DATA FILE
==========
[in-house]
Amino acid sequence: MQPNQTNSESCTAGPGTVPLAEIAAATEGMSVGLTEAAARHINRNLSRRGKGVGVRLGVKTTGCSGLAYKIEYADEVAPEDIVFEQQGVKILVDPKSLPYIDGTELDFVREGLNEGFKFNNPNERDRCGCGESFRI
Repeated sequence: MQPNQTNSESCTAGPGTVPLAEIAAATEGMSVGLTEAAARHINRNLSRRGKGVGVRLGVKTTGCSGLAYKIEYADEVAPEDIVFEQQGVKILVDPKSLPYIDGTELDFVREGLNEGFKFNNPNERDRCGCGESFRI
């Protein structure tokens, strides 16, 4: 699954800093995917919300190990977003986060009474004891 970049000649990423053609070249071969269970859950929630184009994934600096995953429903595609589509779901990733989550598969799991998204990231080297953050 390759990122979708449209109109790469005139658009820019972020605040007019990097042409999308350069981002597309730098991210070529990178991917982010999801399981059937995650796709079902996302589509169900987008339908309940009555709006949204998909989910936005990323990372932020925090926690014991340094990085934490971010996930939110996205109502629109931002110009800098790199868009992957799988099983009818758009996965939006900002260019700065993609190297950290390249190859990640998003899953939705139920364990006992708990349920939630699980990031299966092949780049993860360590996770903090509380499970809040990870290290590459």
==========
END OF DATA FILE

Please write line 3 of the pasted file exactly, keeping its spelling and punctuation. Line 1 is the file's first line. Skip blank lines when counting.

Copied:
Repeated sequence: MQPNQTNSESCTAGPGTVPLAEIAAATEGMSVGLTEAAARHINRNLSRRGKGVGVRLGVKTTGCSGLAYKIEYADEVAPEDIVFEQQGVKILVDPKSLPYIDGTELDFVREGLNEGFKFNNPNERDRCGCGESFRI